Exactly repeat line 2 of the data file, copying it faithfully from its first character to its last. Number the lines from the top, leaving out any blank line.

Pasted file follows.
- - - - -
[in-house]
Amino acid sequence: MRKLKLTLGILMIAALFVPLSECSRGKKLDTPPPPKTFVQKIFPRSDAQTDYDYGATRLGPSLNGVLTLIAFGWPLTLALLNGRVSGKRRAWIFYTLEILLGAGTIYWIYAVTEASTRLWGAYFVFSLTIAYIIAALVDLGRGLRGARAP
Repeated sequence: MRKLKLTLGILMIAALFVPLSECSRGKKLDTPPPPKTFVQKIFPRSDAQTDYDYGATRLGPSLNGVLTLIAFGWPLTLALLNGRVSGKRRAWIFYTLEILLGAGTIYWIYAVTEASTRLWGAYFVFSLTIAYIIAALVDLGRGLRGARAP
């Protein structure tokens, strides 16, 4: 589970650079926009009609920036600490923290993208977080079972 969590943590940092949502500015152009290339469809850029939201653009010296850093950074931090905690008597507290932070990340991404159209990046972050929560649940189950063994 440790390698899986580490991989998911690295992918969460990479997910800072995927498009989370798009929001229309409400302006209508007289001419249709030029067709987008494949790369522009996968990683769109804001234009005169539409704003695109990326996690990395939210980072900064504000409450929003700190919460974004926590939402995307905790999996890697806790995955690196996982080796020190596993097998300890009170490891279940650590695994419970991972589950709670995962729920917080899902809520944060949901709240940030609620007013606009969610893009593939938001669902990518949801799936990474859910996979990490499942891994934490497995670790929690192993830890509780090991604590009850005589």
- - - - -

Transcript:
Amino acid sequence: MRKLKLTLGILMIAALFVPLSECSRGKKLDTPPPPKTFVQKIFPRSDAQTDYDYGATRLGPSLNGVLTLIAFGWPLTLALLNGRVSGKRRAWIFYTLEILLGAGTIYWIYAVTEASTRLWGAYFVFSLTIAYIIAALVDLGRGLRGARAP